Another, more ambivalent wave of Anglophilia came in 1848, when, after the failed rebellions throughout Europe, London became a home for radical exiles, including Marx, Garibaldi, Mazzini, Herzen and Theodor Fontane. Most of them found England dull, mercantile, over-industrialised and lacking in passion. Marx was especially scathing, telling Engels about "these thick-headed John Bulls, whose brainpans seem to have been manufactured for the constable's bludgeon". Exasperated as they were with England's world-weary complacence, its unwillingness to entertain dangerous enthusiasms, they had to admit its citizens were comparatively free and independent - even our beggars were somehow more polite. Perhaps this doltish contentment and shopkeeper mentality was why the revolution never arrived, despite the best efforts of Marx, whose excitable announcements that it had arrived, Buruma has fun with. England might be a graveyard for their Utopian hopes, but several of these rebels remained snobbishly in thrall to the notion of the English gentleman.
The gentleman's game, cricket, is a recurrent theme here. Pierre, baron de Coubertin, founder of the modern Olympics, believed playing cricket and taking cold baths could reinvigorate the languid French. Hippolyte Taine, who derived his ideas of England mostly from Tom Brown's Schooldays, thought cricket instilled socio-political obedience, "since every cricket team accepts a discipline and appoints a leader". Theodor Herzl, who fell in love with England on the train from Dover to Charing Cross (such speed and efficiency: the electric lamps, the stuffed leather seats, the passengers served tea while they read the papers), planned for all boys to play cricket in the Jewish state he'd one day build in Uganda, Palestine or wherever.
Jewishness dominates the closing chapters. By the late-19th century, England had become a refuge for European Jews (Ian Buruma's own grandfathers included), many of whom, in their desperation to be assimilated, became more English than the English, clinging to its island customs as if to a raft. From the grotesque Kaiser Wilhelm II, with his paranoid vision of "Juda- England" nurturing a liberal-socialist-freemason-semite conspiracy, Buruma turns, movingly, to his grandparents, who during the Second World War took 12 German-Jewish children into their Highgate home. To his grandparents, the idea of England as a haven was no mere propaganda. They believed in it - and in their own Englishness.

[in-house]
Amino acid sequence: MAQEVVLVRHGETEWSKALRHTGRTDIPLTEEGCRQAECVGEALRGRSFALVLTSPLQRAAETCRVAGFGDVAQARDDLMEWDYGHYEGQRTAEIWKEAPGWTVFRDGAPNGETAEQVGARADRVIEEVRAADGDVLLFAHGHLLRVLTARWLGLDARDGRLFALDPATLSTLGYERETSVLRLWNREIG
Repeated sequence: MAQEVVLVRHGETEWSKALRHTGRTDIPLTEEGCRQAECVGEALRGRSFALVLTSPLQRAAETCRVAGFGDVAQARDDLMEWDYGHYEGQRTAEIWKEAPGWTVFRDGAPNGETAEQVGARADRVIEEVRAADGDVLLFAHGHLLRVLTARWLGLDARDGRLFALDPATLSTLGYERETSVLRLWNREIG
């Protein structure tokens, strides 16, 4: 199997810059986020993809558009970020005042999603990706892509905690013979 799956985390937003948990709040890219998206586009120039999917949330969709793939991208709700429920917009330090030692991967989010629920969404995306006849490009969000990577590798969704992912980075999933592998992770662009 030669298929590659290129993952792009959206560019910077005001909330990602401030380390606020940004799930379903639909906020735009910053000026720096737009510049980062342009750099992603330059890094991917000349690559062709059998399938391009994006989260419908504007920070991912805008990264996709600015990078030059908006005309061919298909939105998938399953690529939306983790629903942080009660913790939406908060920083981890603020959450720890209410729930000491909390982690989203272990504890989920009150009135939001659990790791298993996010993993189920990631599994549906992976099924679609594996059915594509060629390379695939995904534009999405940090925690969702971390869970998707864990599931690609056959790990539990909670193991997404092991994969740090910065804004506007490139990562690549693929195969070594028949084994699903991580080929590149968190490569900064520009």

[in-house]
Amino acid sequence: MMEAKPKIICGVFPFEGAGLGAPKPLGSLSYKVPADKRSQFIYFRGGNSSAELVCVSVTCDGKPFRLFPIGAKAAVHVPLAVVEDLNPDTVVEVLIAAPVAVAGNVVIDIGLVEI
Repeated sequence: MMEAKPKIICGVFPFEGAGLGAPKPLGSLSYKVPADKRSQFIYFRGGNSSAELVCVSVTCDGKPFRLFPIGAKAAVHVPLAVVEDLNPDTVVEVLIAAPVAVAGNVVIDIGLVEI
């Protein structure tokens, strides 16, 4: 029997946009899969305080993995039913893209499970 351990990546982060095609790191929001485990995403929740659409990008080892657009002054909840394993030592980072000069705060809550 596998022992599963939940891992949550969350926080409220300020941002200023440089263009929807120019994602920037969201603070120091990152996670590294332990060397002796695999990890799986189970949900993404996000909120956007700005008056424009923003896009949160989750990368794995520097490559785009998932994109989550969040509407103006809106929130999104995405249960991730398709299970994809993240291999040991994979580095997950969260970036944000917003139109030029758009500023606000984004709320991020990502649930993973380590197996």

The book ends with a portrait of the Leipzig-born Nikolaus Pevsner (lovingly cataloguing the buildings of England as though the national identity "were a shy, exotic butterfly to be caught in an expert's net") and with a tribute to Isaiah Berlin, whose Anglophilia Ian Buruma recalls with affection. Buruma himself understands Anglophilia inside out, and outside in. Half- English, half-Dutch, he grew up in an Anglomane district of The Hague, where boys like him were forced to dress like Little Lord Fauntleroy and over the summer lawns the shout of "Cowdrey's out" could be heard from men with transistor radios. He has read widely, in several languages, is balanced in his sympathies, and has a sardonic and epigrammatic turn of phrase. Part-history, part-family memoir, with flashes of travel journalism and socio-economic analysis, Voltaire's Coconuts is a book only he could have written.
One small grumble. Flaubert's Parrot was a great title, but in the tradition of famous possessor/quirky appendage we've since had Foucault's Pendulum, Kafka's Dick, Pushkin's Button and Tolstoy's Dictaphone, not to mention Chekhov's Lie, Tennyson's Gift, Rimbaud's Rainbow, Joyce's Web and Rembrandt's Eyes, and without even getting into Vladimir's Carrot, Rebecca's Vest and Captain Corelli's Mandolin. Time for a moratorium on titular apostrophes. You can have too much of a good thing.